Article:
Same old story?

Saudi Arabia has predicted yet another large budget deficit for 2003. Why does the country continue to overspend and what’s to be done?

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By  David Ingham Published  December 22, 2002

After all the talk about needing to reduce the national debt and control spending, Saudi Arabia has predicted yet another large budget deficit for 2003. In its budget statement, the government projected 2003 expenditure of SR209 billion, against anticipated revenue of SR 170 billion, a whopping SR39 billion shortfall.

The announcement came after a year long debate during which the government admitted that the national debt was becoming a problem and that overspending must be controlled. The national debt is now estimated to be SR650 billion, 94% of 2002’s GDP of SR 695 billion. If the government borrows to fund 2003’s projected budget deficit, debt could rise to 100% of the country’s GDP.

All fairly sobering stuff, but a report from Saudi American Bank (SAMBA) provides some respite. The bank predicts that the projected deficit is based on a very conservative oil price of $17-$18 per barrel. The bank doesn’t make any predictions for 2003, but draws attention to the fact that oil prices have averaged around $23.50 per barrel in 2002.

“Consistent with past conservatism in oil price forecasts, the 2003 forecast allows for a sustained and substantial decline from current price and production levels,” says Brad Bourland, chief economist. “With uncertainty about a possible war in Iraq, 2003 oil prices are particularly difficult to forecast. The futures market is expecting prices to decline about $3 per barrel (Brent) by yearend 2003.”

The upshot is that the Kingdom will again post a budget deficit in 2003, only perhaps not as large as expected. Still hardly cause for optimism, however, especially given that the Kingdom also has a tradition of overspending its budget.

For example, in 2002, the government spent SR225 billion against revenue of SR204 billion, a deficit of SR21 billion ($5.6 billion.) At the start of the year, the government had projected spending of SR202 billion against revenue of SR157 billion, a deficit of SR45 billion ($12.5 billion.)

Dr Said Al Shaikh, chief economist at National Commercial Bank, says that he was “puzzled” by the overspending. “I was expecting [expenditure of] 210 and they spent 225 billion,” says Dr Al Shaikh.
“Expenditure may have taken place somewhere else, outside the economy,” he adds. As for what that may be, he declines to speculate.

“It’s always a forecast budget and not really adhered to,” points out Bisher Bakheet, managing director of Bakheet Financial Advisors. “These are figures that could go up 10-15% depending on the price of oil.”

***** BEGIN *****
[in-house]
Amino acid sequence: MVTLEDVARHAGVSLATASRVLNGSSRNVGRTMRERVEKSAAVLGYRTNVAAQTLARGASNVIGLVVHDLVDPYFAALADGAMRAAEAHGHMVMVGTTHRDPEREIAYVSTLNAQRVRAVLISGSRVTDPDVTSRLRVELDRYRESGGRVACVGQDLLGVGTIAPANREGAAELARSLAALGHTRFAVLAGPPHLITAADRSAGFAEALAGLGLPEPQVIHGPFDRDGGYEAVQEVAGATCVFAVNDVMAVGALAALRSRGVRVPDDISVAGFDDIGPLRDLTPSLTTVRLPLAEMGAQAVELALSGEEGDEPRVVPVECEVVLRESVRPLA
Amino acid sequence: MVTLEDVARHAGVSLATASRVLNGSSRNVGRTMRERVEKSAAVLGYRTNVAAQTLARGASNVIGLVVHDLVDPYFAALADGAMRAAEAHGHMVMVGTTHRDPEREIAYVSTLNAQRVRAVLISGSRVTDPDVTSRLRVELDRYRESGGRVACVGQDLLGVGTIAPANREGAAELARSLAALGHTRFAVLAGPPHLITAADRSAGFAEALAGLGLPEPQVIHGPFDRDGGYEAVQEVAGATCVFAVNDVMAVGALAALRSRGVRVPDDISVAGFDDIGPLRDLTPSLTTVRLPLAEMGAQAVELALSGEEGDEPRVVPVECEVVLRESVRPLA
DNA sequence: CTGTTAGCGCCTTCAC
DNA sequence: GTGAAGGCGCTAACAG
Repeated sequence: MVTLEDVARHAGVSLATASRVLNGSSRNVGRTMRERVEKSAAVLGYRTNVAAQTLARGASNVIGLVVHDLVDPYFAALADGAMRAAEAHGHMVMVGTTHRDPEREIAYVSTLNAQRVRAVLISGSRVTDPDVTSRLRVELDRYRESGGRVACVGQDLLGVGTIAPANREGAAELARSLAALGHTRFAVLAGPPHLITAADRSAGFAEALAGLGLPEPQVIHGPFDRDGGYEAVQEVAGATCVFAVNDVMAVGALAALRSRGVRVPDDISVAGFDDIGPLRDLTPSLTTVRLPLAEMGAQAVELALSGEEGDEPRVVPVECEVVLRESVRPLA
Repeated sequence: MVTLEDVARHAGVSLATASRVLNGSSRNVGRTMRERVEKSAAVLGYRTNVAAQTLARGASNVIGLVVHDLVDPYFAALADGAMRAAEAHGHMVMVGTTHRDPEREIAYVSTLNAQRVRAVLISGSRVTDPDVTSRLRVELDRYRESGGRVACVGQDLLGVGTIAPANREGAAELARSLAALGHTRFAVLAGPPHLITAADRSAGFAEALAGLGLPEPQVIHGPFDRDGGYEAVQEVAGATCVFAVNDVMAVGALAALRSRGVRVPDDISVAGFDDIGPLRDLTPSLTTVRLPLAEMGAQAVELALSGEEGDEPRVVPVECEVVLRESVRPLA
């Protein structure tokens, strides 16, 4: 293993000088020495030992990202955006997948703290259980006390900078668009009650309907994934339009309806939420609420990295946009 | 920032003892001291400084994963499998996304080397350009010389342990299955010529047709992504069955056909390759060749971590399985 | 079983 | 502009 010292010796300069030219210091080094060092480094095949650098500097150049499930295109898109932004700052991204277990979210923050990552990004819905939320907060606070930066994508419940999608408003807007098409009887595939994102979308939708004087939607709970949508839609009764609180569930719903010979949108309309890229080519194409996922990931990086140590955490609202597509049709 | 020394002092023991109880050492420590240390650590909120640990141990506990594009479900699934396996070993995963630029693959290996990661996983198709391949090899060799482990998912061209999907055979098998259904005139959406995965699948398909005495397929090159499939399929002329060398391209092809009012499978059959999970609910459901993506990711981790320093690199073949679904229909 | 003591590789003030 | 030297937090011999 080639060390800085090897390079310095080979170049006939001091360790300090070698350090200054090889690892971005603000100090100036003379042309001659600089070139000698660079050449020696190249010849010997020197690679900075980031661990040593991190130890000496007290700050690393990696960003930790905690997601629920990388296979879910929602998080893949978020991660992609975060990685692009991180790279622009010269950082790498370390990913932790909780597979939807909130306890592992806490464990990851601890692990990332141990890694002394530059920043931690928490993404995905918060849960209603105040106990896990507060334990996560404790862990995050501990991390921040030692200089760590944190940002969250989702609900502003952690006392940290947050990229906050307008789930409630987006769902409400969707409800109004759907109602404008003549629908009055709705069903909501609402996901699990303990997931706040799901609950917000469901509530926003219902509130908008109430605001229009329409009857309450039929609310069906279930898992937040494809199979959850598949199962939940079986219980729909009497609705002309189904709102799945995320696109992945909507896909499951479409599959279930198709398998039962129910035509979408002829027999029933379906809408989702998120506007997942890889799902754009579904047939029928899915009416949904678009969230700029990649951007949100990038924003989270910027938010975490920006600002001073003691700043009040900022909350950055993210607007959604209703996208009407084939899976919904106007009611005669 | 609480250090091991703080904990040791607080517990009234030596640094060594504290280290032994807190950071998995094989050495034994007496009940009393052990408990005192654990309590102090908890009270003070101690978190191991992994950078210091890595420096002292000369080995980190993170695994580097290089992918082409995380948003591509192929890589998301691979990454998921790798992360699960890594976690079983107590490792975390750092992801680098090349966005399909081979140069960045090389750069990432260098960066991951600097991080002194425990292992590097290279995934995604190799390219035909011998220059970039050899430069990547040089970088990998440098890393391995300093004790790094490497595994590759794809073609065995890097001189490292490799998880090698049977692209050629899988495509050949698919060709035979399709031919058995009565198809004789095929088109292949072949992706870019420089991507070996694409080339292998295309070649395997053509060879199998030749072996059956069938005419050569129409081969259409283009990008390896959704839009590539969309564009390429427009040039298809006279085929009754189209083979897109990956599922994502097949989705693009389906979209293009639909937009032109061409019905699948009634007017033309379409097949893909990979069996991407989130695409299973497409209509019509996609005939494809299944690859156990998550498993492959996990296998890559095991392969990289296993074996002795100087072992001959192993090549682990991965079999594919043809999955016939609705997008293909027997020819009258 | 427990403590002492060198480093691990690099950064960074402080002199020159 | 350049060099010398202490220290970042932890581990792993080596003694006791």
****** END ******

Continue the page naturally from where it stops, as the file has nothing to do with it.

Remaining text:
In a Reuters report, Ihsan Bu Hulaiga, a prominent economist and member of the Shura Council, sounded a note of sympathy for the government. It has to deal with high population growth and low economic growth, challenges that require spending, whilst trying to cut a huge public debt. “The first two objectives require high spending while the third needs spending cuts,” said Bu Hulaiga.

However, the upshot is that the government keeps on overspending and posting a deficit, even in years like 2002 when oil revenues turned out to be far higher than expected.

“If oil was $24 and they couldn’t manage their spending, what will they do in bad years?” says Dr Al Shaikh. “The expectation would be that they could manage spending in these good years, but they couldn’t. Had they come up with a surplus, we would have felt a lot better about things.”

Dr Al Shaikh appears to be alluding to that ‘c’ word — confidence. “I wish they would maintain real discipline, and really emphasise that discipline to show that they are really serious and it’s not just rhetoric,” he says.

Besides exercising fiscal discipline, the government could make some inroads into the deficit by stimulating the private sector. There is considerable consensus amongst economists about how that could be done. They advocate privatisation of state industries, the implementation of laws to govern the lucrative insurance industry and the introduction of taxation. A privatisation programme has begun with the flotation in January of 30% of Saudi Telecom Company, but how far privatisation will go remains to be seen.

There was also talk in 2002 of levying a 10% income tax on expatriates, but the proposal has yet to be ratified. A law to govern the insurance industry is pending. “There seems to be no way out ... except by introducing structural changes to the state finances. Changes should include launching a zero-deficit budget, creating a reserve fund to stabilise income and accelerating the privatisation programme,” says Ihsan Bu Hulaiqa.

Said Al Shaikh calls for more urgency in moving forward the insurance law, more privatisations to follow STC and the establishment of build, operate, transfer (BOT) projects in the water and electricity sectors. He also urges the establishment of dedicated commercial courts to deal with trade disputes and the implementation of corporate tax before income tax. “It could start at a threshold, say of SR100 million, and be taken from there gradually on a yearly basis,” he says.

So how likely is real progress? “I’ve been disappointed before,” says Dr Al Shaikh.

If action isn’t taken quickly, however, the situation is only likely to get worse. “The current sentiment in the market and what people are saying is that it is time for more transparency and accountability for the finances of the country, given that the debt ratio is more than 100% of our GDP,” says Bisher Bakheet. “This is a figure that in any other emerging market [without] oil would put it in real trouble.”

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